Why do you meditate?
Most people take up meditation in a quest for inner peace, balance—or, as some might put it, a state called “zen.” In popular culture, Zen has become shorthand for a transcendent state of being, often portrayed as achievable only by grizzled old masters with a penchant for sitting under waterfalls and calling people “grasshoppers.” Zen implies stillness, in body and mind. For the chronically sleepless, reaching a state of Zen is the dream, literally and figuratively!
But how do you get there? Zen meditation can sound like a daunting practice, and if you’re new to meditation, it can be hard to figure out where to begin. While we at Good Night’s Rest aren’t experts, we do have a longstanding personal interest in meditation, and we’re happy to help you nurture your interest, too. You can’t go wrong with a solid understanding of what you’re getting into, and when it comes to Zen meditation, that means starting with some history.
What is Zen Meditation?
The practice of Zen meditation comes from Zen, a school of Mahayana Buddhism that began in East Asia. Most of us know Zen as a Japanese tradition, but its roots actually go back to China, from where it spread to nearby countries like Japan, Korea, and Vietnam.
The term Zen itself, however, is Japanese: it means “meditation,” from the Chinese chán (“quietude”) and the Sanskrit dhyana (“meditation”). This emphasis on meditation comes from the Zen school’s belief in practice, experience, and direct understanding. In Zen, spiritual awakening—that transcendent “peace” or “balance” that practitioners strive for—isn’t an ethereal piece of knowledge that you acquire; instead, it’s an attitude that you cultivate and express through the flow of actions that constitute your daily life.
What kind of attitude, exactly? Like mindfulness, this is a hazy concept with no standardized definition. Many practitioners will differ on the finer points of what it means to be Zen. That said, there are two fundamental concepts to understand: unity and suspension.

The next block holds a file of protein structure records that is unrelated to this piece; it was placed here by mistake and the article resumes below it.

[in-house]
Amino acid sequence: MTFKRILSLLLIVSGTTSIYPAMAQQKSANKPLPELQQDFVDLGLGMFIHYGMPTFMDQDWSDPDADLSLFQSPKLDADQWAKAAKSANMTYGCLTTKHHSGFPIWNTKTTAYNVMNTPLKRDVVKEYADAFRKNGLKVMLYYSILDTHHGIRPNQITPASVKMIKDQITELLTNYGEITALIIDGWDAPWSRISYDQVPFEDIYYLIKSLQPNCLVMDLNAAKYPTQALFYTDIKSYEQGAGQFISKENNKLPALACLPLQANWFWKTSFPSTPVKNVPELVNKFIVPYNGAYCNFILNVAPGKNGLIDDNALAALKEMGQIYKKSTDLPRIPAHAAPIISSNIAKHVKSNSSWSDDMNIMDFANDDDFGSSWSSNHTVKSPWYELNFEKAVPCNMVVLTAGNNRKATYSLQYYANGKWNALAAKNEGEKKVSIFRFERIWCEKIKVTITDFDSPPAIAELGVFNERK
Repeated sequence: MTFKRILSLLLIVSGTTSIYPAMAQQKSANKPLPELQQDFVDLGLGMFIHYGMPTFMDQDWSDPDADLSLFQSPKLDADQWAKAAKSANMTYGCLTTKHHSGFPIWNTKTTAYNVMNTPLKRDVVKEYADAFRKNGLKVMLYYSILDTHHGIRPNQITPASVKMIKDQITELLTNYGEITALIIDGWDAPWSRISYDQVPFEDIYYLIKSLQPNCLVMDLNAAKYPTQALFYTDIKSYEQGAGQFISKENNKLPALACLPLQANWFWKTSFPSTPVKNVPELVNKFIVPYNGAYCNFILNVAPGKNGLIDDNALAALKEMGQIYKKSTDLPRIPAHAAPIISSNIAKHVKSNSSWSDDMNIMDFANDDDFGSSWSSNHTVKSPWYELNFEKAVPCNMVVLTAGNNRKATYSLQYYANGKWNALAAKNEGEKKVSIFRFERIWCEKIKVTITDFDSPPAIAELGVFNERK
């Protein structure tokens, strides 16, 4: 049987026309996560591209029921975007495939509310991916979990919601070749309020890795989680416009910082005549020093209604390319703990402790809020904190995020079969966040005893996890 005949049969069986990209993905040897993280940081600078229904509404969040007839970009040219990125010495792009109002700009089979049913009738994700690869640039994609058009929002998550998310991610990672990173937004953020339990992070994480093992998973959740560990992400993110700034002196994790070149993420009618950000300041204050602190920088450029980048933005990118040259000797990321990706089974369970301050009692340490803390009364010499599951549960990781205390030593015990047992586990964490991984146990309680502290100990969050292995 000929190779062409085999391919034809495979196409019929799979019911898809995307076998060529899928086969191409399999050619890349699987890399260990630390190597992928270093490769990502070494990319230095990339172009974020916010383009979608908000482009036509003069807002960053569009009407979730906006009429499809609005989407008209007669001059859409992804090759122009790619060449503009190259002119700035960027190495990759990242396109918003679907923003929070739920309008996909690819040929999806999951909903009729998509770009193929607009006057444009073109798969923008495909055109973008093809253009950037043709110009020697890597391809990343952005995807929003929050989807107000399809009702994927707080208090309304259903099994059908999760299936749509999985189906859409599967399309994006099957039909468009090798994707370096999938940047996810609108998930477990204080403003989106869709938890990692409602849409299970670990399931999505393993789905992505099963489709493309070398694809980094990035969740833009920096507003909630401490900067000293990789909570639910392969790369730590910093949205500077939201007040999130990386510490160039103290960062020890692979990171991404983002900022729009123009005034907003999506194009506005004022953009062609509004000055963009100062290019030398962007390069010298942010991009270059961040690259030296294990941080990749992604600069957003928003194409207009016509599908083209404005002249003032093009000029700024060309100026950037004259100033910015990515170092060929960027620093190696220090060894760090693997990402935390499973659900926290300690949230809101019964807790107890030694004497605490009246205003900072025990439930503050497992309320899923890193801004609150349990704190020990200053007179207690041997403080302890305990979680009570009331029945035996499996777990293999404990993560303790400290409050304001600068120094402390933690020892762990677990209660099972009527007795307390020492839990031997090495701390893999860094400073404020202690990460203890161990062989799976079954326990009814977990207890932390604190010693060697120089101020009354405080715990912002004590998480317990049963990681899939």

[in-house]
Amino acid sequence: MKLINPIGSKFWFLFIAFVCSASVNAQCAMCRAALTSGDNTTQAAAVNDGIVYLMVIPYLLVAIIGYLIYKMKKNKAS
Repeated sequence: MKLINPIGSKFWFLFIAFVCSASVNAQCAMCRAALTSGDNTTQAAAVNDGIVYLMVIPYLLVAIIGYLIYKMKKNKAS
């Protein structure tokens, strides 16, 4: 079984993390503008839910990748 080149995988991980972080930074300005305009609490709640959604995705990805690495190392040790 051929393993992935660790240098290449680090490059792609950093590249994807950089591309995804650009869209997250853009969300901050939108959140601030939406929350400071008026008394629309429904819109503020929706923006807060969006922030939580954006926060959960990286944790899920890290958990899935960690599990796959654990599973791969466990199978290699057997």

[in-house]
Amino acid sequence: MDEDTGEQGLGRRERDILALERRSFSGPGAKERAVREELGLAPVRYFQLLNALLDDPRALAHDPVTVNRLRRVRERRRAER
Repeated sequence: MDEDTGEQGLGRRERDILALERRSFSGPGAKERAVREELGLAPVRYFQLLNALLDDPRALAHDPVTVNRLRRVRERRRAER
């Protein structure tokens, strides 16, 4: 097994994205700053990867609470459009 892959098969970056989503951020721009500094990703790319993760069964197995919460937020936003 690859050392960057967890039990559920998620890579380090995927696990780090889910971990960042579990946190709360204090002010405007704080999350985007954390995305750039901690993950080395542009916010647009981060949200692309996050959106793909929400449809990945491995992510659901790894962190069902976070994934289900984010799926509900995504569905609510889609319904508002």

What Sets Zen Meditation Apart?
Zen meditation emphasizes the integration of your mind and body into a harmonious whole. This focus on unity stands in stark contrast to many common ideas of meditation as a mind-centric practice that works mostly by harnessing thoughts or “clearing” your consciousness. As some Zen masters lament, these approaches to meditation tend to take on a “dualistic structure” where “the body sits while the mind does something else.”
Zen meditation is different. Even the Japanese term for the tradition, zazen, highlights this: zazen is often translated as “sitting meditation.” Here, stance or posture matters—it’s an integral part of bringing every part of your being into alignment. Just as stillness cultivates balance in your head, embodying that stillness through physical actions like sitting in the right position and regulating your breath cultivates balance in the body.
Zazen is meant to help you anchor yourself so that you can then sit suspended—at a remove from your insecurities and concerns, your desires and possessions. Like mindfulness, the point is not to suppress or banish these things, but to collect yourself enough not to be troubled by them.